Additionally, throughout history, many people with mental illness have been ostracized and subjugated as outcasts. As a result, some may choose to avoid seeking help as long as possible to elude being ridiculed by others or presumably looked down upon in some way. Furthermore, rather than scheduling an appointment to meet with a board-certified psychiatrist, many people find themselves self-medicating with mood-altering substances, such as drugs and alcohol to try and cope with their symptoms.[2]


    We all want to have a sound mind and body with the ability to function independently without having to depend on anyone—or, for that matter, anything else for help. Nevertheless, if you are experiencing symptoms of mental illness, you may just have to find the will and the way to reach out for help before the symptoms become unmanageable.

    Lastly, although we may all have the ability to gain insight into any given situation, it’s almost impossible to maintain a completely objective point of view when it comes to identifying the depth and dimension of any of our own symptoms of mental illness given the fact that our perception of the problem may in fact be clouded by the very nature of the underlying illness itself. In other words, even though symptoms of mental illness may be present, you may be suffering from a disorder that actually impairs your ability to see them.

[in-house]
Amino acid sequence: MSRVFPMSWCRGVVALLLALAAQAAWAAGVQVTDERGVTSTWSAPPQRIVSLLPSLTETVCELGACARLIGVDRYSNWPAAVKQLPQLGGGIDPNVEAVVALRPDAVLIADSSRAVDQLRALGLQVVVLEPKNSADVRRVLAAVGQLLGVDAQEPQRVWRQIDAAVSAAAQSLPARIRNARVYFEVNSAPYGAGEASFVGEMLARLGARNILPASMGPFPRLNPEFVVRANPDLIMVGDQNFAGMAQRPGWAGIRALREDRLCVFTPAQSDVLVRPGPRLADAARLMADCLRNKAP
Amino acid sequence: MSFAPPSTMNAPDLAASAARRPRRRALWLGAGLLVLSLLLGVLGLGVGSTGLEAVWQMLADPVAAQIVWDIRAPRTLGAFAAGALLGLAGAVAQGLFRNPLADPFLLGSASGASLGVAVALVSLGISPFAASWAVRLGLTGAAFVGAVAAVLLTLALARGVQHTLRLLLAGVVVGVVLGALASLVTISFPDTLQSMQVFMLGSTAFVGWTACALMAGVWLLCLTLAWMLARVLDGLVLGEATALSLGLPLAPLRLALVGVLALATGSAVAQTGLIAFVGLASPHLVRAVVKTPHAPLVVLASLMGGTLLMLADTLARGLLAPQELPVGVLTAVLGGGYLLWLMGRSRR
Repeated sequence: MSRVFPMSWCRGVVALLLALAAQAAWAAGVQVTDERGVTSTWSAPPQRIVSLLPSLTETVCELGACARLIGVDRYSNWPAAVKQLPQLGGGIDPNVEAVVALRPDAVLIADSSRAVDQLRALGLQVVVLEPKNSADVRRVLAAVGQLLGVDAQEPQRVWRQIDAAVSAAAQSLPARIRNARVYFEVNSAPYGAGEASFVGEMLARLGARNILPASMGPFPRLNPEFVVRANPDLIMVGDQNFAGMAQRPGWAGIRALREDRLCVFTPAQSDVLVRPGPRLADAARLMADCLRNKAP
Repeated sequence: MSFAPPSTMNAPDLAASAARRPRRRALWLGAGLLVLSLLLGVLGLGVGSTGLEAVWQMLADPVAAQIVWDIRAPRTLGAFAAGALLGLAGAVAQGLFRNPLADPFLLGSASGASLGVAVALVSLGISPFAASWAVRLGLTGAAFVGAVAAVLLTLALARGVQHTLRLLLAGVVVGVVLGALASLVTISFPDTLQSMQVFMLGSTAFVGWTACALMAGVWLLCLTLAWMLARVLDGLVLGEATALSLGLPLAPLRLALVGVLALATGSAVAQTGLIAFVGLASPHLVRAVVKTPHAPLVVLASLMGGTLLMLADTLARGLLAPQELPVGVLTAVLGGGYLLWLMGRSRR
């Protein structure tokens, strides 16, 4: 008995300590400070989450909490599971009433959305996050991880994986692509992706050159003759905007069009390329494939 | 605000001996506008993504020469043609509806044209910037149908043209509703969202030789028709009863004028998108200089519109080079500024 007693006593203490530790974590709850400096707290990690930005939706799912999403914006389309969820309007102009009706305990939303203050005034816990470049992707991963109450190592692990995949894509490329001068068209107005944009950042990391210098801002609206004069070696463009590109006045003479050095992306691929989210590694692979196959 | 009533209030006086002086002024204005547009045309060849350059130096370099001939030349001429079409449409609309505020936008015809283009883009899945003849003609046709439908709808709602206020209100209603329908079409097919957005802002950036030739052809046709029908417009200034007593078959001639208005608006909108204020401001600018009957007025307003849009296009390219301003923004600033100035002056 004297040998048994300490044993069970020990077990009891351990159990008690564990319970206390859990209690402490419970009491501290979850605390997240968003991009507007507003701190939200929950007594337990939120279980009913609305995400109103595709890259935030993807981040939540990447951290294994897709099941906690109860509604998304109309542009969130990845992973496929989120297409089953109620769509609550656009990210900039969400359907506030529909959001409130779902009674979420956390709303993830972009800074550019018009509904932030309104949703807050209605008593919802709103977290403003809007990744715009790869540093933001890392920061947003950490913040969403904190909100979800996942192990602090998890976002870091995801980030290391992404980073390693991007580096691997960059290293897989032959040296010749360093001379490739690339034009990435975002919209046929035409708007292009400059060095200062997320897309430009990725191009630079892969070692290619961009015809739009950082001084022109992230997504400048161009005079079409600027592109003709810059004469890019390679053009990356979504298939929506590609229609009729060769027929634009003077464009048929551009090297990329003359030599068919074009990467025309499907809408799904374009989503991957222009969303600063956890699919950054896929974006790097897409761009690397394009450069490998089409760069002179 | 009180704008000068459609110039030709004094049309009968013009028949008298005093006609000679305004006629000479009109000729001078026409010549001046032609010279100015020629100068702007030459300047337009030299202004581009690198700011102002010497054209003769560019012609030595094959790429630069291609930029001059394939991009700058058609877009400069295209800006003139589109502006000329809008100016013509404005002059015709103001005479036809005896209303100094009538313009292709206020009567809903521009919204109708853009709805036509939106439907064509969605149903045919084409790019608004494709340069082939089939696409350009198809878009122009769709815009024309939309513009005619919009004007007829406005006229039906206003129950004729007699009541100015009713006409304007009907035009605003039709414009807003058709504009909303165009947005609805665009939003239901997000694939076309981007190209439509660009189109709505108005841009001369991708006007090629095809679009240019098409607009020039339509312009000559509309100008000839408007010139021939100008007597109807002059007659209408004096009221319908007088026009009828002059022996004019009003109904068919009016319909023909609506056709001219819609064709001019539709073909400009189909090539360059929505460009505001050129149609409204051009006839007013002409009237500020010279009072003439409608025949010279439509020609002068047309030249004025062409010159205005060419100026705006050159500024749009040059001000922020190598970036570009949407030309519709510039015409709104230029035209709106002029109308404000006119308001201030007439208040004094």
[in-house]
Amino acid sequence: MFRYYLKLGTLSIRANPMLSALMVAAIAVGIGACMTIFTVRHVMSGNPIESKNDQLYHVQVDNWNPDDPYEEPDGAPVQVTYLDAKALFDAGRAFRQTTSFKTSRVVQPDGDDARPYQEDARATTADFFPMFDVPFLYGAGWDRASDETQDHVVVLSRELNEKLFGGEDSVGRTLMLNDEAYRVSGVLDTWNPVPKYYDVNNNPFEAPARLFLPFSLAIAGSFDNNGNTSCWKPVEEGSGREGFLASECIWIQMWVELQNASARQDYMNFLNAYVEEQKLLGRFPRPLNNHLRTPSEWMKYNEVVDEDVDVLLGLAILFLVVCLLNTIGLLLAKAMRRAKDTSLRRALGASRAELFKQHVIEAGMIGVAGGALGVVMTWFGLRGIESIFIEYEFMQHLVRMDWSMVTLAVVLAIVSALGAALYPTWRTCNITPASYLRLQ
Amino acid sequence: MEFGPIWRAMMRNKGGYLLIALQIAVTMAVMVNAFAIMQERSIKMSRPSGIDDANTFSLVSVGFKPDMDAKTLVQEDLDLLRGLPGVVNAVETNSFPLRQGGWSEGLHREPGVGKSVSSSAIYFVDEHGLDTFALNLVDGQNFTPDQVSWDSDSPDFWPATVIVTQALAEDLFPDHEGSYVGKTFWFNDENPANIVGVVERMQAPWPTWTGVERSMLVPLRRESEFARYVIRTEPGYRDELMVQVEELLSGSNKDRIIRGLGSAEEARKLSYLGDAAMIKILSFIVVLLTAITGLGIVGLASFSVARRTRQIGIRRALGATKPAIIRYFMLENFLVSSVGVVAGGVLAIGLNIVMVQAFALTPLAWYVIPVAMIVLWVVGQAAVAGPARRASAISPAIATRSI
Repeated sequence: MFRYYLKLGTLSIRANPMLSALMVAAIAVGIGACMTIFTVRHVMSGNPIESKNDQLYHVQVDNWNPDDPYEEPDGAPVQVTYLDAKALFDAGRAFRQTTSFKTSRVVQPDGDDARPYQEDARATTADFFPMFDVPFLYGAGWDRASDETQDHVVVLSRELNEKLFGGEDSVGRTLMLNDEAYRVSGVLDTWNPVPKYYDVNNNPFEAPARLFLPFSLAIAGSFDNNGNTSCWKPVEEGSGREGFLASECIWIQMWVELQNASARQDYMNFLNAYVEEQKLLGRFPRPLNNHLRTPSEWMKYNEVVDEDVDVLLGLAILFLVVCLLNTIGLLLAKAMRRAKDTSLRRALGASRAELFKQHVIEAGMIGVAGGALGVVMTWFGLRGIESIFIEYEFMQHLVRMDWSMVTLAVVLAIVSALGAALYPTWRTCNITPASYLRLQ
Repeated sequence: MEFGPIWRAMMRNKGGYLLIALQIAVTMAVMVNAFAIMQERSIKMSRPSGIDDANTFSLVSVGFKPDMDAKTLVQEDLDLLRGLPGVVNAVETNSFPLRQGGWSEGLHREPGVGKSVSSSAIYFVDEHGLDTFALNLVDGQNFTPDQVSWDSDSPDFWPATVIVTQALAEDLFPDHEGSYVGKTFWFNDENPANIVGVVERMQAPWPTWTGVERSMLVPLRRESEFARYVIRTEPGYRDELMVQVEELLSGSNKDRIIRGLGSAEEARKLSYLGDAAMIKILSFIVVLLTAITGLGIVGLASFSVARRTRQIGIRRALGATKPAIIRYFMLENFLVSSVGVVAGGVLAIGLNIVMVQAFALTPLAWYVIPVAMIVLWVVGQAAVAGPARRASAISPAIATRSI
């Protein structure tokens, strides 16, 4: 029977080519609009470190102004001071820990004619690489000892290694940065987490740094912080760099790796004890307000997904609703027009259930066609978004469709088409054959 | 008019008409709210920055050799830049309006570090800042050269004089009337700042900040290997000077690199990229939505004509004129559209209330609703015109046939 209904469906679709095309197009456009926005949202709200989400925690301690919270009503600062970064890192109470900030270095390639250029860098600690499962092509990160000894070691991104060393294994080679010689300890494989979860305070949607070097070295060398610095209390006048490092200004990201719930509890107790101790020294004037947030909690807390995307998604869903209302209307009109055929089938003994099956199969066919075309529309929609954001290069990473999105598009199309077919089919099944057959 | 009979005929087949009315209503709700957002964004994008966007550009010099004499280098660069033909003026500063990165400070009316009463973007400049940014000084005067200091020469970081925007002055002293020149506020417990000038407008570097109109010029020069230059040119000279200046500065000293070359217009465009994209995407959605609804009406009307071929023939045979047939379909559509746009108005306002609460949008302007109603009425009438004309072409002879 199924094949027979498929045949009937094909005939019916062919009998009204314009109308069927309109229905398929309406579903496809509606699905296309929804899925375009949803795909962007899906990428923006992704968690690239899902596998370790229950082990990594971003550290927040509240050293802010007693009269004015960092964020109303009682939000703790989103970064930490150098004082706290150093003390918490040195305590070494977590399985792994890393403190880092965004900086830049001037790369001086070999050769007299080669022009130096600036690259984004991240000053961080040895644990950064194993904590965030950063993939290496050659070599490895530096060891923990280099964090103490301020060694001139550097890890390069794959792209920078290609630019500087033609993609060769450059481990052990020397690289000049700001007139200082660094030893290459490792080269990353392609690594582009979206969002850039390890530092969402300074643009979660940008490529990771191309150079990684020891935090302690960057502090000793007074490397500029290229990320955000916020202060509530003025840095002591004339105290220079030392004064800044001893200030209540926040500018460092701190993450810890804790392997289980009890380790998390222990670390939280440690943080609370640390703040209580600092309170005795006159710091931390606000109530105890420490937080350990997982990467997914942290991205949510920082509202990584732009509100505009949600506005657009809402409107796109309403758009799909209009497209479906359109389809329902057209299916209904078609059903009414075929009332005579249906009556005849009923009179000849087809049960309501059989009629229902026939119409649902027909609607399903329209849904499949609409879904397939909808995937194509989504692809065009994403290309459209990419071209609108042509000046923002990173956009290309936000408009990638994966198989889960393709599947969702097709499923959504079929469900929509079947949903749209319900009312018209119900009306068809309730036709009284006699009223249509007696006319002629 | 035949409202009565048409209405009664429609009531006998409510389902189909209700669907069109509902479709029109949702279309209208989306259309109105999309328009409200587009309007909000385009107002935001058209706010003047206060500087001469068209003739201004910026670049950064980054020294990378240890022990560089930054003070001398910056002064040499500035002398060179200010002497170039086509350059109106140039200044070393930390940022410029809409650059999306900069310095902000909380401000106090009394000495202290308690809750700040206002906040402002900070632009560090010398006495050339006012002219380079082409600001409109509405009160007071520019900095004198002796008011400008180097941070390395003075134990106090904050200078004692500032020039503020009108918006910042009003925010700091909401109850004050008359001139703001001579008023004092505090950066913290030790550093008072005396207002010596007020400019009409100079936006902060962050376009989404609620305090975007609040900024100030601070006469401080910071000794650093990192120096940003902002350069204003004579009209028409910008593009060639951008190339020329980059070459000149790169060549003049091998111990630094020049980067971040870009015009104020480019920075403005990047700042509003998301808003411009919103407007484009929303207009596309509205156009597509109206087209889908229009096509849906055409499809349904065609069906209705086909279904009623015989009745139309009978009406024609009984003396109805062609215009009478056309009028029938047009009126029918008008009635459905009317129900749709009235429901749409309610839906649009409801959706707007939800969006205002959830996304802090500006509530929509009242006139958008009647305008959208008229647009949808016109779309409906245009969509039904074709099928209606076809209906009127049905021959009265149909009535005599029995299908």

As a professional dual-diagnosis interventionist and a licensed psychotherapist with over two decades of experience working with people all over the world battling symptoms of mental illness and substance abuse—combined with my own personal insight into the subject, perhaps now more than ever—I am confident that you will appreciate learning how to recognize a variety of symptoms associated with some of the most common types of mental illness.

    1. Post-Traumatic Stress Disorder

    Post-traumatic Stress Disorder is an anxiety disorder characterized by persistent flashbacks and nightmares associated with previously experienced or witnessed life-threatening or traumatic events.[3] The symptoms must be severe enough to interfere with the ability to perform normal daily activities and fulfill personal responsibilities.

    Below are some of the most common symptoms associated with this disorder:


    • recurrent and unwanted memories of an event
    • flashbacks to the event in “real-time”
    • nightmares involving the trauma
    • a physical reaction to an event that triggers traumatic memories
    • avoiding conversation related to the traumatic event
    • active avoidance of people, places, and things that trigger thoughts of the event
    • a sense of hopelessness
    • memory loss related to traumatic events
    • detached relationships
    • lack of interest in normal daily activities
    • feeling constantly guarded
    • feeling as if in constant danger
    • poor concentration
    • irritability
    • being easily startled
    • insomnia
    • substance abuse
    • engaging in dangerous behaviors

    2. Obsessive-Compulsive Disorder